In the news business, a column titled "Answers to Your Many Questions" can be a tip-off that the writer has run out of ideas--or juice.
That may be true elsewhere but not in this space.
Columns such as this are reader-driven (not platforms for opinion) and exist in large part because people have questions about job security, pensions, pay raises, work rules and the like. Working for a company where the president is the CEO and Congress the board of directors, feds often find themselves bewitched, bothered and bewildered. For good reason. With that alibi firmly established, here are some, uh, answers to your many questions:
Question: "If I am hired by a congressional office, would this affect my civil service survivor annuity? I am not aware of any dual compensation restriction. Just wanted to verify this." -- Rita Pfeiffer
Answer: A civil service survivor annuity isn't subject to any dual compensation-type rules. In other words, someone getting a survivor benefit can go to work for the government, or anywhere else, and keep full pay and the survivor benefit. Enjoy life on Capitol Hill!
Question: "Will widows of government employees (still working at time of death) be eligible for the long-term care insurance program once it is initiated?" -- Jane Simanis
Answer: Good question. No solid answer available. Congress and the White House have said that federal civilian workers (and probably military personnel, too) will be eligible for group-rate long-term care coverage once the program is approved. So will retirees, spouses and very likely parents and parents-in-law. The status of former and surviving spouses (who can qualify for government life insurance by paying the full premium) is one of the many details Congress and the White House must decide.
Question: "I would like to know the chances of the government changing the law regarding the loss of sick leave by persons in/under the Federal Employees Retirement System."-- Charles Elin
Answer: Slim and none. Workers under the old Civil Service Retirement System can apply unused sick leave (not annual leave) toward retirement, once they have qualified for retirement. That is not true for sick leave earned under FERS. Congress set up FERS to be like a private-sector retirement program. Few, if any, companies give employees credit for unused sick leave. There is no move in Congress to change rules on unused sick leave for FERS-covered employees.
Question: "I currently work in the private sector but have seen several job announcements for federal positions I am qualified for. However, the problem I have is decoding the requirements and the criteria regarding who is eligible for or can apply for some federal positions. As an example, some jobs I have requested list qualifications I have. . . . However, [because of the wording of the job description] I am confused. Can you please shed some light on explaining these requirements?" -- J. Anderson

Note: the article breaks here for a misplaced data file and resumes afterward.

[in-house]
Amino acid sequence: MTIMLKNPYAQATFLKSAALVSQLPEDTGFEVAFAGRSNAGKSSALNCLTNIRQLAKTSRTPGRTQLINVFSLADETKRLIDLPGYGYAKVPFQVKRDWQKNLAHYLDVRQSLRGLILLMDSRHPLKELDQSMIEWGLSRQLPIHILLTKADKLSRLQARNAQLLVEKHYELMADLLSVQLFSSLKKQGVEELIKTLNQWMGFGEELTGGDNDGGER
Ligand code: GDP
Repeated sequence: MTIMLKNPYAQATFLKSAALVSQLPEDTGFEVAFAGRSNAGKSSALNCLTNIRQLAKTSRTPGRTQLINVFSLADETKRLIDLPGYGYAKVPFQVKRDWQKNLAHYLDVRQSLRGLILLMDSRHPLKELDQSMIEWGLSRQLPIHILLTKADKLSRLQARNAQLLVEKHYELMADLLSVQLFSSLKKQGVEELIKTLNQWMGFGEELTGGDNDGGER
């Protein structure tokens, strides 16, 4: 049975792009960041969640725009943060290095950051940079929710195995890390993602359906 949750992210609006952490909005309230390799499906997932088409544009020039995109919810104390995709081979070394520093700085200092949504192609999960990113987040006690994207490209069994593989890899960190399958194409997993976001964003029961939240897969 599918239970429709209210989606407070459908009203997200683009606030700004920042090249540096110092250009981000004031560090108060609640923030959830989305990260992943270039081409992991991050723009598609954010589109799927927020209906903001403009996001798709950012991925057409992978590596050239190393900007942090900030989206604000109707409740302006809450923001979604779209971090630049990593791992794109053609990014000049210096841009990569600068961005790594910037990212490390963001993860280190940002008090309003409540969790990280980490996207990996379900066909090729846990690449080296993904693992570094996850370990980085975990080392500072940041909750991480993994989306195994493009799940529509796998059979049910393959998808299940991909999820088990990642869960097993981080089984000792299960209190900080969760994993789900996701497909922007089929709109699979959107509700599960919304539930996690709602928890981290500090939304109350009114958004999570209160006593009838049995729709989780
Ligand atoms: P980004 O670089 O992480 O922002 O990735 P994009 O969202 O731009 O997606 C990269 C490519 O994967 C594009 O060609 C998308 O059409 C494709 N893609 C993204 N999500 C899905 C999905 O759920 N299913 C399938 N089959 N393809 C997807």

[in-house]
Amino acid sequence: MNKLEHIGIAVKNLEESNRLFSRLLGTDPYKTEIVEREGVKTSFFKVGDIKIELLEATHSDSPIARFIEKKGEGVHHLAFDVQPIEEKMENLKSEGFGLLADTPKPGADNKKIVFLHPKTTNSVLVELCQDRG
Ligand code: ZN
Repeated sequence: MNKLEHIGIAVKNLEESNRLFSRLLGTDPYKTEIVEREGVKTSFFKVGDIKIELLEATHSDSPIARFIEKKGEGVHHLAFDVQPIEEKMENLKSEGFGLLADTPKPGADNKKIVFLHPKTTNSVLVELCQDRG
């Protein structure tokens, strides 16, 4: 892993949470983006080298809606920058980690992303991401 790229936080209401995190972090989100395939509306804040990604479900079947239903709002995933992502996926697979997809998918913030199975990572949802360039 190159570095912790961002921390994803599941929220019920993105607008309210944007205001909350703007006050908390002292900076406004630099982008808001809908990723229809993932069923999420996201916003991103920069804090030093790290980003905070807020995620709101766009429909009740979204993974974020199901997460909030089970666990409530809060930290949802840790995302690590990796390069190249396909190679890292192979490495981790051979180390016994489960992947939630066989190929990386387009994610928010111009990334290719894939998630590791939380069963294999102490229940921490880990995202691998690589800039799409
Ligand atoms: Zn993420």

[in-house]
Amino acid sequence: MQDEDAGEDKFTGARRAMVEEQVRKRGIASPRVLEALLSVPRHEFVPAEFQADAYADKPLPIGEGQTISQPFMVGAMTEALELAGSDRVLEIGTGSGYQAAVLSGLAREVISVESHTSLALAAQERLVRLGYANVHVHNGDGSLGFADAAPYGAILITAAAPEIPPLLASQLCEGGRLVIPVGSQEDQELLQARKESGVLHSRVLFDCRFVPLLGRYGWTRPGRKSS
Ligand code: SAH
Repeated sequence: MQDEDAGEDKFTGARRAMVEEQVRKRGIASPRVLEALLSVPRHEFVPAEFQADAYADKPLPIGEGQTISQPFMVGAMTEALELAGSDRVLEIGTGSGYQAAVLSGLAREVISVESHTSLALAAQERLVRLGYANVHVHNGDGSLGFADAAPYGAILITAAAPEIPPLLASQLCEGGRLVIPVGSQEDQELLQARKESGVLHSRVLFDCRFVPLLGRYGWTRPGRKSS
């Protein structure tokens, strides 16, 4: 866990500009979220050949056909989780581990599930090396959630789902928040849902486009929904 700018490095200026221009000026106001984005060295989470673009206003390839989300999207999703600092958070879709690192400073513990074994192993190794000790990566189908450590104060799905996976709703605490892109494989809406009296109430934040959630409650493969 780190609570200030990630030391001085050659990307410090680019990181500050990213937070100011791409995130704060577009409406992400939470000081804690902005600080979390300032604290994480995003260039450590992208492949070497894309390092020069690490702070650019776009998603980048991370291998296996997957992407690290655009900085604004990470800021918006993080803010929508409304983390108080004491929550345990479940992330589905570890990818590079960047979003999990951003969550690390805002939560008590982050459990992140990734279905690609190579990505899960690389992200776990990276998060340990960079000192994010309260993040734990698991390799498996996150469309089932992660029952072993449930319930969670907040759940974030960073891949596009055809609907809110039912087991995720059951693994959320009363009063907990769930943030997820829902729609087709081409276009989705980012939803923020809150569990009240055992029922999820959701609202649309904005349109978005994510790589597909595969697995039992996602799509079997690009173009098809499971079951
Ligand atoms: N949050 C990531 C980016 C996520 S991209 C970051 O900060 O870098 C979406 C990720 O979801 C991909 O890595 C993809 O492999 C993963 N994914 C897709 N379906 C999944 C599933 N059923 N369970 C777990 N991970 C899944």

Answer: Welcome to the wonderful world of landing a federal job in the 1990s. An increasing number of federal jobs are restricted to people WHO ALREADY HAVE FEDERAL JOBS. They may say 'status required' or something like that. A growing number of federal jobs (largely because of union contracts) are restricted to people within the agency that is doing the hiring. The Federal Research Service, a private firm at 703-281-0200, publishes an excellent guide for federal job hunters that also explains the codes used to describe who can apply.
Question: "Do you have any info on how the newly enacted 3.4 percent pay raise for Congress will impact on the pay caps that are in place for members of the Senior Executive Service, and law enforcement officers on the general schedule pay scale." -- Bob Ross
Answer: The congressional pay raise lifts the caps, but President Clinton has the final word on raises for members of the SES. If he approves an raise, the maximum that "capped" SES members will get is 3.4 percent.
On the other hand, rank-and-file federal civilian workers will get an automatic pay raise in January. It will be either the 4.4 percent proposed by the president or the 4.8 percent that Congress is working on for military personnel.
Question: "What if my job is abolished? I am almost 55 and will have 20 years' service in about 13 months. If I were to be in a job that was abolished what would that mean for my retirement? Do I have to be 55 and have 20 years? I look forward to your reply." -- LBRAS
Answer: You would qualify for immediate benefits if you were age 50 with 20 years of service or any age with 25 years of service. But if you don't meet those age/service tests you would qualify for deferred retirement. Under the old Civil Service System, for example, your annuity would start (frozen at the time you retired) when you reached age 62.
Mike Causey's e-mail address is email@example.com
Wednesday, July 28, 1999